Your day to day activities and responsibilities are enough to test anyone’s composure as patience can wear thin, especially when exhausted. Unfortunately for the 48 million Americans with hearing loss, attempting to listen throughout the day can leave them more tired than their hearing counterparts. This is due to listening fatigue, a condition caused by untreated sensorineural hearing loss that can have you yawning throughout the day, even when in good health.
What Is Listening Fatigue?
Listening Fatigue is a phenomenon caused by exerting more effort than usual to hear and understand auditory information that is sent to the brain, causing you to become mentally and physically fatigued. As a result of damaged sensory cells due to hearing loss, the auditory system loses the ability to translate sounds into electrical signals, causing your brain to work harder and less efficiently when processing incoming information. This can affect your quality of life and even your paycheck, as hearing loss is projected to waste $56 billion per year in the United States as a result of lost productivity at work, often attributed to fatigue when enduring hearing loss. When hearing is healthy, the sensory hair cells inside your ear perform their duties as they are supposed to, giving those who are hard of hearing a clear disadvantage while attempting to hear, a process that is often unnoticeable to those with normal hearing.
Coping With Listening Fatigue
Though hearing damage cannot be reversed, there are methods to help endure and avoid the exhaustion caused by listening fatigue.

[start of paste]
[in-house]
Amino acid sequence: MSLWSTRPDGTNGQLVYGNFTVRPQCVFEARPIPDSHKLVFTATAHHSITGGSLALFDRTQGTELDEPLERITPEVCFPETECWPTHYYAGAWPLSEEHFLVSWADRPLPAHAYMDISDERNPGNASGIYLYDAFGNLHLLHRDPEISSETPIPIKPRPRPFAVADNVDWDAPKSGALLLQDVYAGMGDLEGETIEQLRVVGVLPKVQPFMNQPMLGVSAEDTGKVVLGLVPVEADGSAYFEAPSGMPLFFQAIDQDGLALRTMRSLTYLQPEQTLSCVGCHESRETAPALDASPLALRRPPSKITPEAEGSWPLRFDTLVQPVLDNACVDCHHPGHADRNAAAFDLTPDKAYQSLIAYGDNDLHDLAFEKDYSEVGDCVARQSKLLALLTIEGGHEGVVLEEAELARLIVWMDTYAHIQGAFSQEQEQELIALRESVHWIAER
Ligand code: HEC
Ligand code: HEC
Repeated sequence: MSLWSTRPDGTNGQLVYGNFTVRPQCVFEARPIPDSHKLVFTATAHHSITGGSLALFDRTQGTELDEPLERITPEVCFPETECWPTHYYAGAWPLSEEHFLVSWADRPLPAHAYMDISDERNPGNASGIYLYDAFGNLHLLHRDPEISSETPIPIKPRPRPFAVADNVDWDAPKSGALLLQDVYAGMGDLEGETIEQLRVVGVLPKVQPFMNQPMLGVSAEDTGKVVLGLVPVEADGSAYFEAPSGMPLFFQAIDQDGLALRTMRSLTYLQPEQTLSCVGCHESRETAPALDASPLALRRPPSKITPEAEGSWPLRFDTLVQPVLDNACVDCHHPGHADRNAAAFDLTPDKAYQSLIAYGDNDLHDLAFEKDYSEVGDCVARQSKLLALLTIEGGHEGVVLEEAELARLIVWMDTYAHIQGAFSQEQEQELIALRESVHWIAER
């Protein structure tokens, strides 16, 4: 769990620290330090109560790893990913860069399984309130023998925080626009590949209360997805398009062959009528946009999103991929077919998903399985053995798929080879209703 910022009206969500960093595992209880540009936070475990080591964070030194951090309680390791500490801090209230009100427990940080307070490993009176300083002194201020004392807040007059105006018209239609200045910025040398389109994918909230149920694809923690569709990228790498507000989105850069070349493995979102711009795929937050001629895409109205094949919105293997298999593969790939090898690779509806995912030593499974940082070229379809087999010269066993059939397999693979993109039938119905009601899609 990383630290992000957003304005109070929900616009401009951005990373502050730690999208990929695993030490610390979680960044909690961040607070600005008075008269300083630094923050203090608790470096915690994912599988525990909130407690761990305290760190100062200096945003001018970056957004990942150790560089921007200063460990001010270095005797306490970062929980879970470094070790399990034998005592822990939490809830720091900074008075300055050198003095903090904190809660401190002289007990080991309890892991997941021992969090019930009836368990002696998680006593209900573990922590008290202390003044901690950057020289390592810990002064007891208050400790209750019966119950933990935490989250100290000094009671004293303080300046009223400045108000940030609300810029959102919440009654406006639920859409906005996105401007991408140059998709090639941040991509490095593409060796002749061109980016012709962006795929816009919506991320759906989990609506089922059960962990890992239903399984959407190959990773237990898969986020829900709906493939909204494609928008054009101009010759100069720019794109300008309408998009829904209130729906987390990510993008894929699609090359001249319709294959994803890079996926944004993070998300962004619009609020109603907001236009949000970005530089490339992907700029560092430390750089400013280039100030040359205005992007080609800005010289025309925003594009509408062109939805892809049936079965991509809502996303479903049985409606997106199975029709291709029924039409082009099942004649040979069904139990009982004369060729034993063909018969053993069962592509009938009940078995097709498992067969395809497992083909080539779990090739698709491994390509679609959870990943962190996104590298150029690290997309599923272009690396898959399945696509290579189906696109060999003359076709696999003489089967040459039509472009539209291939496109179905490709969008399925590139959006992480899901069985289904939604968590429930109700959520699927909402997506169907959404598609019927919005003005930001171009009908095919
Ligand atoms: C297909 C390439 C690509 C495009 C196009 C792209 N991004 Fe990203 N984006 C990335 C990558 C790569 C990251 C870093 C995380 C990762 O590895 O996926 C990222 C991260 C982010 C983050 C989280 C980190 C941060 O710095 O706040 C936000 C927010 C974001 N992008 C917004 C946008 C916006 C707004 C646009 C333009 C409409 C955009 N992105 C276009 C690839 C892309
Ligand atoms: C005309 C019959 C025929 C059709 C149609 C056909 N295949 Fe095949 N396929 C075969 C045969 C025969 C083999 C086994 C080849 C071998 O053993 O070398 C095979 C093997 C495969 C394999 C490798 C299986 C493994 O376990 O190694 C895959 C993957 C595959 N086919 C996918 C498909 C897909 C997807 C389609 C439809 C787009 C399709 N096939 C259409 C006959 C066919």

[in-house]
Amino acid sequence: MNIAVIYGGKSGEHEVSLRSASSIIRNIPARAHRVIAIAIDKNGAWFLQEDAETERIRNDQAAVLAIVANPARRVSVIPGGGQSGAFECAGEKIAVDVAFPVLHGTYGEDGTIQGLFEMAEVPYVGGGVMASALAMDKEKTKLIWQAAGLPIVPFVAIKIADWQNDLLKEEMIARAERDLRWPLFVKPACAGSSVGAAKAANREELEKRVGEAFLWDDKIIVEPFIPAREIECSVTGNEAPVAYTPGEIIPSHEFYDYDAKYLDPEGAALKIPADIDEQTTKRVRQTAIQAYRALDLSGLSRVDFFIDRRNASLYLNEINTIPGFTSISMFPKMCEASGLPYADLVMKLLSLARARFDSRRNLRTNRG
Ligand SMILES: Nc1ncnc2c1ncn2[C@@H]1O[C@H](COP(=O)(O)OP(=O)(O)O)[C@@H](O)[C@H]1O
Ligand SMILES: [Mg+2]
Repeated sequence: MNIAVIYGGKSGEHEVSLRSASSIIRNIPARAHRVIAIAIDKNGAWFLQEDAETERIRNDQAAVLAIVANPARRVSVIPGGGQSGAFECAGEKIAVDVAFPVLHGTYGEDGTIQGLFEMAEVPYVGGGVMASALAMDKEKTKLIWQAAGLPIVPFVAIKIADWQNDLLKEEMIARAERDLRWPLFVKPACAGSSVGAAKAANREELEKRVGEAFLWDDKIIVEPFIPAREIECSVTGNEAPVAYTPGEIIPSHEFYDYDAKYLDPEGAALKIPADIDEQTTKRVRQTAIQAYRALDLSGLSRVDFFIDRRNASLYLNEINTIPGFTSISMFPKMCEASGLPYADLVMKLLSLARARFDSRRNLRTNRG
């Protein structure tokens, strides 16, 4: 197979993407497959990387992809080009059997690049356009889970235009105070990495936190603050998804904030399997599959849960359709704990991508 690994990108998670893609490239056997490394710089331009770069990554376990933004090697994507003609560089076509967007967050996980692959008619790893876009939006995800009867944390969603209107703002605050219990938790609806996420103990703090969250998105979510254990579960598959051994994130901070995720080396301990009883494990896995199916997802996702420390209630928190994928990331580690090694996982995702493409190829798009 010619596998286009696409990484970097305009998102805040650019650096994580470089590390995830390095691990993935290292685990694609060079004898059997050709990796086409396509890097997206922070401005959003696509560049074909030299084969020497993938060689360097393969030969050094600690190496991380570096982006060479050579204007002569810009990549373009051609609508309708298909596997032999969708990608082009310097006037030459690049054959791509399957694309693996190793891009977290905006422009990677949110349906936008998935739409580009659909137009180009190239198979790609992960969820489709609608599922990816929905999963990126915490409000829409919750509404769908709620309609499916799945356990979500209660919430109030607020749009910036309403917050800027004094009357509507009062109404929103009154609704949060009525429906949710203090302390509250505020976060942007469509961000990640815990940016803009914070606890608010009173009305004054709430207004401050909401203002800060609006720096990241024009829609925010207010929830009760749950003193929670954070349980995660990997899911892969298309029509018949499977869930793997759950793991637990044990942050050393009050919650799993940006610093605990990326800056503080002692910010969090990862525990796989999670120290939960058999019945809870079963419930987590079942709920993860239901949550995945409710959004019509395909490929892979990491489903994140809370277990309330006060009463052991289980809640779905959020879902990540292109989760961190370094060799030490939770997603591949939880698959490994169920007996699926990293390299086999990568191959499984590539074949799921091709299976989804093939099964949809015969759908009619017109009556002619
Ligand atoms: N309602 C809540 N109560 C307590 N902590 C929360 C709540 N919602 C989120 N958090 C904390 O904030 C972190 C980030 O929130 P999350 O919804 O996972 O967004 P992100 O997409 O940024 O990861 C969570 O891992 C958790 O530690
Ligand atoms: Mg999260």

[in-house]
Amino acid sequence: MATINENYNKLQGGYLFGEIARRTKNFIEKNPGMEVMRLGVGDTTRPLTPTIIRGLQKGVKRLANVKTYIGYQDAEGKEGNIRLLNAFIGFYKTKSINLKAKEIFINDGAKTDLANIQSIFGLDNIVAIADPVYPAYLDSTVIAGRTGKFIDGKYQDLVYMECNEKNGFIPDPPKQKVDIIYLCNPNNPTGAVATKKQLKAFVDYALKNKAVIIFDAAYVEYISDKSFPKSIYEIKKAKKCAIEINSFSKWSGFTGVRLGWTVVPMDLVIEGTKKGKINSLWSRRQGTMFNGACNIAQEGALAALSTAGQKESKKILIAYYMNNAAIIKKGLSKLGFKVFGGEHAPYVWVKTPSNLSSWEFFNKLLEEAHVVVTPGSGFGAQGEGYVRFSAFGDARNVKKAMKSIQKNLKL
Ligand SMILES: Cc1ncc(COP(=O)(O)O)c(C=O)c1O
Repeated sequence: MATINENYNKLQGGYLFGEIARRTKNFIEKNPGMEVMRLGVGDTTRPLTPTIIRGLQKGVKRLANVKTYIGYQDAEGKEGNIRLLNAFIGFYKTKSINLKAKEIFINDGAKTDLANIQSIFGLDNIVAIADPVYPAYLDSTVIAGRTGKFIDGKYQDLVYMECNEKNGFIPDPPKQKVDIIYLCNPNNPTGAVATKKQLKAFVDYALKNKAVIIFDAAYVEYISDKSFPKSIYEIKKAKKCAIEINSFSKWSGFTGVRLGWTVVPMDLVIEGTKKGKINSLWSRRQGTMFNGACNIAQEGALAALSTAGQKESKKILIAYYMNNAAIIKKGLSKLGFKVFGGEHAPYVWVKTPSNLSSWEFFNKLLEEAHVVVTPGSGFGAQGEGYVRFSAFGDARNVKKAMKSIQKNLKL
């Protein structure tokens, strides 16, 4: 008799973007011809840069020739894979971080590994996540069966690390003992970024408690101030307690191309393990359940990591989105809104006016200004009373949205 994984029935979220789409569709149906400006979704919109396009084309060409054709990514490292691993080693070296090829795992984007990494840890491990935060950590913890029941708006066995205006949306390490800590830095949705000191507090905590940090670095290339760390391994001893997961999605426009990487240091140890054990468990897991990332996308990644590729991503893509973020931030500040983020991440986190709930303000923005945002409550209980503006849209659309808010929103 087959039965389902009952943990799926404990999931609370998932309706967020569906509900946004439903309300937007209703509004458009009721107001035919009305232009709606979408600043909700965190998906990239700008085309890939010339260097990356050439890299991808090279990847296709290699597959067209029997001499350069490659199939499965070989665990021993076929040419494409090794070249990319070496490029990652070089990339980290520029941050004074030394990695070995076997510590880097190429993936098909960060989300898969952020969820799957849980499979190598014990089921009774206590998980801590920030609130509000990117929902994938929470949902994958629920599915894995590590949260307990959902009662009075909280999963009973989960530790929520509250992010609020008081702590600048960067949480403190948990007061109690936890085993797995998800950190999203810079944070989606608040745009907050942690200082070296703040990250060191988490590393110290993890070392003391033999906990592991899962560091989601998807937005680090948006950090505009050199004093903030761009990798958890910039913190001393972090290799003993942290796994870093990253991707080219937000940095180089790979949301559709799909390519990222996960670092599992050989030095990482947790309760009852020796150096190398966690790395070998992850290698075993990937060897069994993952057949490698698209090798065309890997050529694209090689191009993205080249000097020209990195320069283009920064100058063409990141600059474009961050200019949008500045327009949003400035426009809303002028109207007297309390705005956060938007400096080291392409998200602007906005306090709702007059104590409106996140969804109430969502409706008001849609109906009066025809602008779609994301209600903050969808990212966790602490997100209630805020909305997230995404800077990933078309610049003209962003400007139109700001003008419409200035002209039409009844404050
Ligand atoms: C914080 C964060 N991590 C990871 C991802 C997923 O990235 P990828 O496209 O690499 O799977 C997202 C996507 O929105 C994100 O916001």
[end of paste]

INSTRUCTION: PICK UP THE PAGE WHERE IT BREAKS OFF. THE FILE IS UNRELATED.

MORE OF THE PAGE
Reducing constant exposure to sounds is a great way to give your brain a break from processing information. Consider taking a break from noisy environments for somewhere more relaxing and secluded, or replace music and television with reading. This is especially important when addressing environments with a lot of background noise, as your brain can find difficulty in discerning the sound you’re attempting to focus on and the background noise around you, overwhelming the brain and stressing you out.
Getting your recommended nightly amount of sleep is another way to cope with listening fatigue and exhaustion in general. Studies indicate that chronic sleep loss takes a toll on your health, reducing your alertness, increasing irritability and depression, and depressing brain function. Even quick naps have been shown to improve health and alertness throughout the day, giving your brain a much-needed break.
Better Health, Better Hearing, Less Fatigue
Reducing the difficulty you encounter with hearing loss is crucial to reducing listening fatigue throughout your daily life. Protecting yourself from further damage will stop you from worsening your condition and exerting even more energy than you already do, while hearing aids can help those who already experience hearing loss by helping you and your brain listen to and process sounds in a simpler and more efficient way. Striving for better hearing health may not just make you more alert, but it may prevent serious health complications. Studies link hearing loss to dementia, anxiety, and even depression, making hearing health a serious priority.
If you find yourself exhausted after lengthy conversations or noisy environments, it may be time to speak to a health care provider or licensed audiologist about listening fatigue and the potential solutions that are best suited for your lifestyle.